Who is he?:
President of Belarus and overseer of what many call the last dictatorship in Europe. Former director of a collective farm in the Soviet Union and the only politician in the Belarusian parliament to vote against the dissolution of the Soviet bloc. Won office in 1994 and has held onto the position ever since with authoritarian measures and removing term limits for the presidency.
Aug. 30 or 31, 1954, in Kopys, a city in the northern Vitebsk region of Belarus. Grew up fatherless and raised by his mother. He graduated from the Mogilev Pedagogical Institute (now Mogilev State A.Kuleshov University) in 1975 and the Belarussian Agricultural Academy in 1985.
In 1975, Lukashenko married his high-school sweetheart, Galina Rodionovna. They had two children: Viktor, born in 1975, and Dmitry, born in 1980. Viktor works as an aide to his father, but Lukashenko is said to considered his "heir" to be an illegitimate son, Nikolai, born around 2005; the mother is allegedly Irina Abelskaya, his physician. His wife has been estranged since the beginning of his presidency, living as a milkmaid on a remote farm near Shklov while the official presidential biography omits any mention of her. Lukashenko is said to take a keen interest in his country's beauty contests; the women are kept from competing beyond the country's borders.
Lukashenko was a member of the Communist Party of the Soviet Union until Belarus and the other Soviet states became independent. He functioned as an independent politically until the formation of Belaya Rus, which is similar to the United Russia political association. Lukashenko is a communist and a statist, and has proudly admitted to being an authoritarian: "An authoritarian style of rule is characteristic of me, and I have always admitted it," he said in August 2003. "You need to control the country, and the main thing is not to ruin people's lives."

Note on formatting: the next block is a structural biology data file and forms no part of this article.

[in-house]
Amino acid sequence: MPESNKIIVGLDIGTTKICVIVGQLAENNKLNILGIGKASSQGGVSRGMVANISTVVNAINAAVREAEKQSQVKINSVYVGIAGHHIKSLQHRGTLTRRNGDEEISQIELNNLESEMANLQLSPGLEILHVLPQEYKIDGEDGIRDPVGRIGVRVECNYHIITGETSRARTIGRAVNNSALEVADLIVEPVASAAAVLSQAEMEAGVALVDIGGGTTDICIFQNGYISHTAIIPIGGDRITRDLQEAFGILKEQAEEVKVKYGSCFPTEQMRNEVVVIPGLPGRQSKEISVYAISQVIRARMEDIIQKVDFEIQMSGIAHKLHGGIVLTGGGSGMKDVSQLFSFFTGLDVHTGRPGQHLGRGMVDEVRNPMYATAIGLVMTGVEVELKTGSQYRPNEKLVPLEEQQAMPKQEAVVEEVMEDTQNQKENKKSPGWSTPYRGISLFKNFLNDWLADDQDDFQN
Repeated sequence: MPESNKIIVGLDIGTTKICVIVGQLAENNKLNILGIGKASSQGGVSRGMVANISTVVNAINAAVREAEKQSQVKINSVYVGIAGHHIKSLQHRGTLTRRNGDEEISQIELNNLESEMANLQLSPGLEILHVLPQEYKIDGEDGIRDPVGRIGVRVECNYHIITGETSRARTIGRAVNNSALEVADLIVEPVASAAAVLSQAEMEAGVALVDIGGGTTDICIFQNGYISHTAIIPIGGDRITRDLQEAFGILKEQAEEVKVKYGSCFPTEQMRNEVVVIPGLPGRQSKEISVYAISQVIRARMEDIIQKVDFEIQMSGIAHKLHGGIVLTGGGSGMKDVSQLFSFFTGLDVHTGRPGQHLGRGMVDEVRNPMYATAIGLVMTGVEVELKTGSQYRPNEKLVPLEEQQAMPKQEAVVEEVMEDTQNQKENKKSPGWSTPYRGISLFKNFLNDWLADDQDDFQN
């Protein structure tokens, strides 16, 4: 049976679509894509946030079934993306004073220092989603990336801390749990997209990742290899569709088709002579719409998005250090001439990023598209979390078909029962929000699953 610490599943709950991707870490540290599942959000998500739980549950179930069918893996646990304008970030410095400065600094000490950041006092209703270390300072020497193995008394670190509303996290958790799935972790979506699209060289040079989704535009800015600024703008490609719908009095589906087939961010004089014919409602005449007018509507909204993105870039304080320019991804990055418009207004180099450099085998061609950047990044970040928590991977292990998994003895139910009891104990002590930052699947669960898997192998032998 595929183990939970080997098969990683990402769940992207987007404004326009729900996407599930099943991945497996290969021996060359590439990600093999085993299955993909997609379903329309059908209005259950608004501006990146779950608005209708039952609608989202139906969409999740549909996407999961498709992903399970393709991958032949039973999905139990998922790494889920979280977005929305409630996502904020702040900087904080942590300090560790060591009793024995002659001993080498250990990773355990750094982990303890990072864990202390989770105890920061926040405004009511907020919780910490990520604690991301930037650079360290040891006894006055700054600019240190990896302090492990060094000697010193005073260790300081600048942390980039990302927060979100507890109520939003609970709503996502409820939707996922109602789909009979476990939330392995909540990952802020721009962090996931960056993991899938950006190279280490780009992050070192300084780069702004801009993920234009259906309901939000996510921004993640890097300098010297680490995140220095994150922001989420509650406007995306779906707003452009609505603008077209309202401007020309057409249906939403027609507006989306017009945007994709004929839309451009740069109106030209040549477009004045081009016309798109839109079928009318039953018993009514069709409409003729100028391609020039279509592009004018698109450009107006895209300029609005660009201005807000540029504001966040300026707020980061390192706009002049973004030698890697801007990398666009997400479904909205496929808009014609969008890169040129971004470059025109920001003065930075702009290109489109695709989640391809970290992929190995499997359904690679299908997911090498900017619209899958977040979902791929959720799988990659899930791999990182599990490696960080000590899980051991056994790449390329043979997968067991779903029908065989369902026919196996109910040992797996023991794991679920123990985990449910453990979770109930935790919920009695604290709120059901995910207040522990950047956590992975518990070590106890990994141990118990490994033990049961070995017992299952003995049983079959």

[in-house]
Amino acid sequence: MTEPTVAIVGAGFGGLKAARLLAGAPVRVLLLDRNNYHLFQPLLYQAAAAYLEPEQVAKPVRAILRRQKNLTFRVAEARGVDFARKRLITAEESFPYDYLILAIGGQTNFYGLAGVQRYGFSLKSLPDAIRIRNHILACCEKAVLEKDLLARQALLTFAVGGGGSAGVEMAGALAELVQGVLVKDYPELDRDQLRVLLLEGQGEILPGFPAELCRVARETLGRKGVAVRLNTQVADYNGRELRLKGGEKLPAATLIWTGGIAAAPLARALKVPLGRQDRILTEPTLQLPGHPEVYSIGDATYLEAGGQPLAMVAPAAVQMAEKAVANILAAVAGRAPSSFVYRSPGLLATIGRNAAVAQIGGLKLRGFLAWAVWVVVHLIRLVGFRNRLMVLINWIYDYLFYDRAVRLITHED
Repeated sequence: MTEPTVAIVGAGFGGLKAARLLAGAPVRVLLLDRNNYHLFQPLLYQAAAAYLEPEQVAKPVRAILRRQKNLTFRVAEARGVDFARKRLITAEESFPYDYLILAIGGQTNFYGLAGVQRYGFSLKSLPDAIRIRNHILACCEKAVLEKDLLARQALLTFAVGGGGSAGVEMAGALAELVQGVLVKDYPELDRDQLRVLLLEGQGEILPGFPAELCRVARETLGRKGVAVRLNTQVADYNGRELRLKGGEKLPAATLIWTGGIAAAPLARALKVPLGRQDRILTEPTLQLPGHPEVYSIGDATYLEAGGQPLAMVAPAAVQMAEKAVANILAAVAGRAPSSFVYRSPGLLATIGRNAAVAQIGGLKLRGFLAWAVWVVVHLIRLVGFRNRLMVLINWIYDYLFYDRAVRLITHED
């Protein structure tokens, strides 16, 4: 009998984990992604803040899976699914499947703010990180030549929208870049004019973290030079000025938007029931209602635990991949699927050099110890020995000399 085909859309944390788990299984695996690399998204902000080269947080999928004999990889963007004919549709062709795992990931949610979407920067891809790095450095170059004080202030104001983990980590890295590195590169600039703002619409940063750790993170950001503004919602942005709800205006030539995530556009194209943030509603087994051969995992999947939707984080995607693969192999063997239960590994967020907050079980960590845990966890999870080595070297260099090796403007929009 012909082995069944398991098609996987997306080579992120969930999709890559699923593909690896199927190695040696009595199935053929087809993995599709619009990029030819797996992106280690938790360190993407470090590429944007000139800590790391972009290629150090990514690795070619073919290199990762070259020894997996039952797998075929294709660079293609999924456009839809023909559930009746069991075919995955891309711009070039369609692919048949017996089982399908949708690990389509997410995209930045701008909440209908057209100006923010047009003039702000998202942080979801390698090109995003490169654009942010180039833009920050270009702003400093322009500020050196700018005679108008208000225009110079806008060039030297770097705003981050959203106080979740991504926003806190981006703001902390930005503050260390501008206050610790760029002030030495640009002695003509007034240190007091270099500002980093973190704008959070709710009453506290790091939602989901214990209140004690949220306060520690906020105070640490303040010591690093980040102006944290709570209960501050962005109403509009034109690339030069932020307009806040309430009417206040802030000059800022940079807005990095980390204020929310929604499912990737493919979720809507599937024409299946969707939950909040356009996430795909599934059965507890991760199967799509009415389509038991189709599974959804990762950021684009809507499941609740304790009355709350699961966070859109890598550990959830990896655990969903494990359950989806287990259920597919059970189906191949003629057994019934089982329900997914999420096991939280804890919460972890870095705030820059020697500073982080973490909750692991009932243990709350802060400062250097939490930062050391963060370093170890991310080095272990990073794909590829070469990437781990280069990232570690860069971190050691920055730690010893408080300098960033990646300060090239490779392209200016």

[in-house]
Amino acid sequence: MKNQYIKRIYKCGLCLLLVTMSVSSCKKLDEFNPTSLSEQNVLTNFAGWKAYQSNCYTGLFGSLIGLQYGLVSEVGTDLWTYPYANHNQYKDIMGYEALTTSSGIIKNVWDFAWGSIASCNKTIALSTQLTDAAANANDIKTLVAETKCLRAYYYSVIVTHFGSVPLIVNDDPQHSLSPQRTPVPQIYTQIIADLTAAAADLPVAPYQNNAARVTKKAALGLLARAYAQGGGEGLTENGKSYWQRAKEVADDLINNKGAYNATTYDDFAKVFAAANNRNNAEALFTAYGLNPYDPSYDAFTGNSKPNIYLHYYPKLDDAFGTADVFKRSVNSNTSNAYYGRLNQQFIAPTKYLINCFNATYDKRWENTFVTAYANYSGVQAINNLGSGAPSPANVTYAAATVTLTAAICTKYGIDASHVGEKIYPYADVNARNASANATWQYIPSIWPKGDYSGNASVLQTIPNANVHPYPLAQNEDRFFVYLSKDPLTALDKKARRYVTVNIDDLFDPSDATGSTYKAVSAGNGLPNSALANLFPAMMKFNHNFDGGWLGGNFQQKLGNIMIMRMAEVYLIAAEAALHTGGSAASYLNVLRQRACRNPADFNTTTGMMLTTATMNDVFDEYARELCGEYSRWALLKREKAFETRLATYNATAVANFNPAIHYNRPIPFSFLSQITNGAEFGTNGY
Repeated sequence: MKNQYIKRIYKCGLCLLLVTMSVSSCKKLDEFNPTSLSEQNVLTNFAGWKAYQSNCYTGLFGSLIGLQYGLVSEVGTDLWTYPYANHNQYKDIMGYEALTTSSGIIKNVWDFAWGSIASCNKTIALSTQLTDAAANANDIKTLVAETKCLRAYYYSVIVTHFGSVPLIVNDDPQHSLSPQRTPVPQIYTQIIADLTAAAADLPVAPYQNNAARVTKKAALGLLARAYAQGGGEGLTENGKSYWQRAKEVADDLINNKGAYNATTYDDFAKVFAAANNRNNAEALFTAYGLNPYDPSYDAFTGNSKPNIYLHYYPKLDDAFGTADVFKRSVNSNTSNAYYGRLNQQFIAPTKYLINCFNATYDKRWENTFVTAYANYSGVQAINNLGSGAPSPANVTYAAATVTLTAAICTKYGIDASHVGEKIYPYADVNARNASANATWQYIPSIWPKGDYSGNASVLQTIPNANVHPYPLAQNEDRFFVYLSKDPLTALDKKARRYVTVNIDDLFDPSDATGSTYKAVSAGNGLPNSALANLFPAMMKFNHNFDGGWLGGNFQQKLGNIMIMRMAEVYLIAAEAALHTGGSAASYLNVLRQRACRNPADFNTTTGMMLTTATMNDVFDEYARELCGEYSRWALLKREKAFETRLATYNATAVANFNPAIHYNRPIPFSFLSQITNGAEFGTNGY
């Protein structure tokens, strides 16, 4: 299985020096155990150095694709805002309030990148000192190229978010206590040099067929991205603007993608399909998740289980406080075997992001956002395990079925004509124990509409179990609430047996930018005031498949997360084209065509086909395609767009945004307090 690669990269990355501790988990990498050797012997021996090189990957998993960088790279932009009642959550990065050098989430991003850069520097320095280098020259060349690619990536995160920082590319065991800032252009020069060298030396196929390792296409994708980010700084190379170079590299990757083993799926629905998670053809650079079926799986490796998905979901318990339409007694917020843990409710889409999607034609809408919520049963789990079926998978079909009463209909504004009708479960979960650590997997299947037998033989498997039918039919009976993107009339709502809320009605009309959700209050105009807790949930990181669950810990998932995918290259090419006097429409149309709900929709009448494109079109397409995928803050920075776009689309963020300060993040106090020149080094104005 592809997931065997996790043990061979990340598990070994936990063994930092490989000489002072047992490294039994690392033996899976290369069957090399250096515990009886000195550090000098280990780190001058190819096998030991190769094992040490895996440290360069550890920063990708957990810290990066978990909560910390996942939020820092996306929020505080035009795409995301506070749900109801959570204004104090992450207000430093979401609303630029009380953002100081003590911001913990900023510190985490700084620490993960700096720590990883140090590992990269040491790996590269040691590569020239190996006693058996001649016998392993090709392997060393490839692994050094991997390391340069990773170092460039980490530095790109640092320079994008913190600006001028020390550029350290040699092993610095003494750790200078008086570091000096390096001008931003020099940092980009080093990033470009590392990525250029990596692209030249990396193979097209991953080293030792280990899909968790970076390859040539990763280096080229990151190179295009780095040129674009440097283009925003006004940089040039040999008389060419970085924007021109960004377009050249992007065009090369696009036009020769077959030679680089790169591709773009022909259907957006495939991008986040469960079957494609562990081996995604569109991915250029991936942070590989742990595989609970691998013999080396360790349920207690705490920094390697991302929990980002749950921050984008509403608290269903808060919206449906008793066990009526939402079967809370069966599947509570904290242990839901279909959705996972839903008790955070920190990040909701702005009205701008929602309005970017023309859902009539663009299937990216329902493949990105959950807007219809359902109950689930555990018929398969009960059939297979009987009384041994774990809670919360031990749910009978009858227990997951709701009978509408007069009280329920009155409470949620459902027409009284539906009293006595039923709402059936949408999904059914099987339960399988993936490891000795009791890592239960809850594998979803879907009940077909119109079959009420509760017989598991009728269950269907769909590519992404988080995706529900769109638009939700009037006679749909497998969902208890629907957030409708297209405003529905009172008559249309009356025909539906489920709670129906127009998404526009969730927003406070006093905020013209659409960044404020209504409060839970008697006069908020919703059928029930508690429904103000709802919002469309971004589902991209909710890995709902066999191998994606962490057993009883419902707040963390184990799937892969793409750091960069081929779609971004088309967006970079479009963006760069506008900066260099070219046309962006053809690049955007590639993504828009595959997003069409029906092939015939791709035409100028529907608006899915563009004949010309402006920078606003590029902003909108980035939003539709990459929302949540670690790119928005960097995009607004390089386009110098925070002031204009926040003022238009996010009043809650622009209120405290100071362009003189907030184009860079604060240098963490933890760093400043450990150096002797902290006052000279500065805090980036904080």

He has military experience as a young man in the Soviet Army, after which he became the deputy chairman of a collective farm. He was elected as a deputy in the Supreme Council of the Republic of Belarus in 1990, where he supported efforts of hardliners to oust reformist Soviet Mikhail Gorbachev. He led the parliament's anti-corruption committee in 1993 and ran for president on a populist platform in the 1994 elections. Soon after, he would push a new constitution, despite the protest of dozens of members of parliament who called for his impeachment, that basically granted Lukashenko a legal dictatorship.
Lukashenko unabashedly rules with an iron fist in an effort to beat back any attempts to establish democracy and freedom as have won the day in other post-Soviet states. This includes adapting Soviet-era dissident crackdowns to the modern era of social media and technology. "While Belarus sinks into political isolation and an economic slump, President Lukashenko’s regime has been strenghtening its grip on the Web. The Internet – a mobilization and information platform – has received the full brunt of the authorities’ brutal crackdown on the opposition," Reporters Without Borders writes of the country. The government uses the web for intimidation as well as monitoring it. Peaceful anti-regime protests are brutally repressed and journalists wind up missing or deceased. In a post-Arab Spring world, it's not known how long the eccentric Lukashenko can keep his iron grip on power. He has support from regimes such as Mahmoud Ahmadinejad in Iran and Hugo Chavez in Venezuela, and he shows deference to the Kremlin, which has been tightening up basic freedoms under the Putin era in Russia.
"To safeguard the citizens’ safety, to ensure social justice and public order, not to allow expansion of crime and corruption is indeed the role of the state. Only the strong authority managed to drag the Belorussian economy out of the economic abyss. Our nearest neighbors have in the long run realized that, if there is no strong hierarchy of authority, liberalization of the economy in the transition period brings about social instability and legal unheard-of disorder. It results in public unruliness!"